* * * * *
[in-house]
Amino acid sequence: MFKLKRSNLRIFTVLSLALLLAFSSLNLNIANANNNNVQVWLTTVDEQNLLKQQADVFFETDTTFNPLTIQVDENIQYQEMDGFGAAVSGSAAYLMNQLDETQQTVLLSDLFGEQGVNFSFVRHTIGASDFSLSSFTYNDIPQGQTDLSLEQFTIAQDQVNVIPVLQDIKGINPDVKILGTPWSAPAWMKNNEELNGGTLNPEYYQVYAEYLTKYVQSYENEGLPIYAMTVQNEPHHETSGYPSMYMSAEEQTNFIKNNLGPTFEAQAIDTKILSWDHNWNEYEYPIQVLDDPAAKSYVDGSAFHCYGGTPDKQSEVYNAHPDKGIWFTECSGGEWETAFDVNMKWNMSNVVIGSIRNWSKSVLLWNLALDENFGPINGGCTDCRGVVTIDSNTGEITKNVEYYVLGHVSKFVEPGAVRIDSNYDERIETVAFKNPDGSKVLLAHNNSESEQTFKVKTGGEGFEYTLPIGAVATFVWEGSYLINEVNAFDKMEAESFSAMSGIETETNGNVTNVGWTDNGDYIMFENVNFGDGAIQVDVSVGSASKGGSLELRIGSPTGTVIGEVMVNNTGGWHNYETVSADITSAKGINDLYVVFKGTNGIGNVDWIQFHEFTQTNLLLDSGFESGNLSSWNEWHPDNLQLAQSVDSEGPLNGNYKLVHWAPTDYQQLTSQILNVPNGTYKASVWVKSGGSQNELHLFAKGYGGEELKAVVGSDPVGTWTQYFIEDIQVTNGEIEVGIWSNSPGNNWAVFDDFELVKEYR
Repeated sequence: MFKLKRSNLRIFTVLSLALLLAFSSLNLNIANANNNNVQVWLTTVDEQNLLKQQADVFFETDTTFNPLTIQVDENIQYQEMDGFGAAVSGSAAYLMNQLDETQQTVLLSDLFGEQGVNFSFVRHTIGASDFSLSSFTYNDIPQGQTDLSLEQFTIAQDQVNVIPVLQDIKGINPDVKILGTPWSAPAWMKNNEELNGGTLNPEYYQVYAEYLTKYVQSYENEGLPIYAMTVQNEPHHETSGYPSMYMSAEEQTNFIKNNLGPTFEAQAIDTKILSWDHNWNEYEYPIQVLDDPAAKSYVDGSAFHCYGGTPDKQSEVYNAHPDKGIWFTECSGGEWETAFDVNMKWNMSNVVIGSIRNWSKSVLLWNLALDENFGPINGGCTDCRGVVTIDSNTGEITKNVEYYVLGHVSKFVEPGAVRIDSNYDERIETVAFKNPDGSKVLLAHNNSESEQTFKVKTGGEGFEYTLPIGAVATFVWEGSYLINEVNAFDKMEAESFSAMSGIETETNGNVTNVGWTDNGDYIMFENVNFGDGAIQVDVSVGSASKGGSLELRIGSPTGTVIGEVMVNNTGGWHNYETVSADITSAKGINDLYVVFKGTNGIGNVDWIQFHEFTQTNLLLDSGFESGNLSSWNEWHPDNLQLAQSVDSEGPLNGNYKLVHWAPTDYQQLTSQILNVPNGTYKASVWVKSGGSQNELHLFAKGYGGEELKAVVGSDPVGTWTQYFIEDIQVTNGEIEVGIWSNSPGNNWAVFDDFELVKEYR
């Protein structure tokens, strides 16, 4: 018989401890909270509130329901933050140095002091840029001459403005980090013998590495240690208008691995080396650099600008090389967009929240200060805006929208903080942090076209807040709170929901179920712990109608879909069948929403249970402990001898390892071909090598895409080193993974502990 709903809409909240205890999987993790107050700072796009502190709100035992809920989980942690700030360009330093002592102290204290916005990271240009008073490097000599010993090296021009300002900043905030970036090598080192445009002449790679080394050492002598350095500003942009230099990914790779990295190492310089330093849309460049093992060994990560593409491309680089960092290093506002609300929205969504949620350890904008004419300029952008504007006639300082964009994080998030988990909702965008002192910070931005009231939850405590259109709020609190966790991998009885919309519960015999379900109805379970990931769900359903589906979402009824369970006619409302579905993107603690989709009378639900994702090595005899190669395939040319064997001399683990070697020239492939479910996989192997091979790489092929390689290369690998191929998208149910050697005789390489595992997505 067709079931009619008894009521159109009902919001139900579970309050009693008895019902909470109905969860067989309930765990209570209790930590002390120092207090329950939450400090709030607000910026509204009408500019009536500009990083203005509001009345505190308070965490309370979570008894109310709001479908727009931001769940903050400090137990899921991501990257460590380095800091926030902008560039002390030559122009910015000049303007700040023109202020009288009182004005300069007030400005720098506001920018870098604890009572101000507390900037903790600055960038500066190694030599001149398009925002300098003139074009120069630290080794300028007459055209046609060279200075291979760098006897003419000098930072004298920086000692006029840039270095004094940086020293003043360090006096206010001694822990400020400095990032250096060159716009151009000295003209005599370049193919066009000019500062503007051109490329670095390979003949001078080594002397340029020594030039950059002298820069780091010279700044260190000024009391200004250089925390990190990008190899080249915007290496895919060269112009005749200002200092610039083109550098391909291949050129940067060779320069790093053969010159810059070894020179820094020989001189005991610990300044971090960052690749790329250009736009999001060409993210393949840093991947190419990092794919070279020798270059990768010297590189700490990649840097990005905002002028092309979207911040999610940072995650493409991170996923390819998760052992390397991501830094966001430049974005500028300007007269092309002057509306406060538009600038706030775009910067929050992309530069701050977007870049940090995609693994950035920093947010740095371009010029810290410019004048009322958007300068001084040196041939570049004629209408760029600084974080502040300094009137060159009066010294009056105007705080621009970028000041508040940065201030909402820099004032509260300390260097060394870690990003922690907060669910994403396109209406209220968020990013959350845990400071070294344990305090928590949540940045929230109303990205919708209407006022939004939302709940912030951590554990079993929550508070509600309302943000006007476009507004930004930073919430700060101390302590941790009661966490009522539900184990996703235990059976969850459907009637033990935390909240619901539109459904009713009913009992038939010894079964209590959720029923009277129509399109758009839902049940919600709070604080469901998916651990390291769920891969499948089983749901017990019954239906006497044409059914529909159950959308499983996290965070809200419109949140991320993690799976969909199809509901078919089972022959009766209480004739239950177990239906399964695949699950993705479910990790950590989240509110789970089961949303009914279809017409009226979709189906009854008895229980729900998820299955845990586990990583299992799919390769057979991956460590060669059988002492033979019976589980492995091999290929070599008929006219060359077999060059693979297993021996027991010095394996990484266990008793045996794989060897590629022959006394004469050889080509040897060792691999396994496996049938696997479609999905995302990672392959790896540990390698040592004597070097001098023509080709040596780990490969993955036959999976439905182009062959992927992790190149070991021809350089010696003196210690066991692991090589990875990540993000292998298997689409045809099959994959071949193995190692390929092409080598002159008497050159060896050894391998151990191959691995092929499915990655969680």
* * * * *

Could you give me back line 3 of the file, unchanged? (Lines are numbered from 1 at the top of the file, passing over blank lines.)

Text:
Repeated sequence: MFKLKRSNLRIFTVLSLALLLAFSSLNLNIANANNNNVQVWLTTVDEQNLLKQQADVFFETDTTFNPLTIQVDENIQYQEMDGFGAAVSGSAAYLMNQLDETQQTVLLSDLFGEQGVNFSFVRHTIGASDFSLSSFTYNDIPQGQTDLSLEQFTIAQDQVNVIPVLQDIKGINPDVKILGTPWSAPAWMKNNEELNGGTLNPEYYQVYAEYLTKYVQSYENEGLPIYAMTVQNEPHHETSGYPSMYMSAEEQTNFIKNNLGPTFEAQAIDTKILSWDHNWNEYEYPIQVLDDPAAKSYVDGSAFHCYGGTPDKQSEVYNAHPDKGIWFTECSGGEWETAFDVNMKWNMSNVVIGSIRNWSKSVLLWNLALDENFGPINGGCTDCRGVVTIDSNTGEITKNVEYYVLGHVSKFVEPGAVRIDSNYDERIETVAFKNPDGSKVLLAHNNSESEQTFKVKTGGEGFEYTLPIGAVATFVWEGSYLINEVNAFDKMEAESFSAMSGIETETNGNVTNVGWTDNGDYIMFENVNFGDGAIQVDVSVGSASKGGSLELRIGSPTGTVIGEVMVNNTGGWHNYETVSADITSAKGINDLYVVFKGTNGIGNVDWIQFHEFTQTNLLLDSGFESGNLSSWNEWHPDNLQLAQSVDSEGPLNGNYKLVHWAPTDYQQLTSQILNVPNGTYKASVWVKSGGSQNELHLFAKGYGGEELKAVVGSDPVGTWTQYFIEDIQVTNGEIEVGIWSNSPGNNWAVFDDFELVKEYR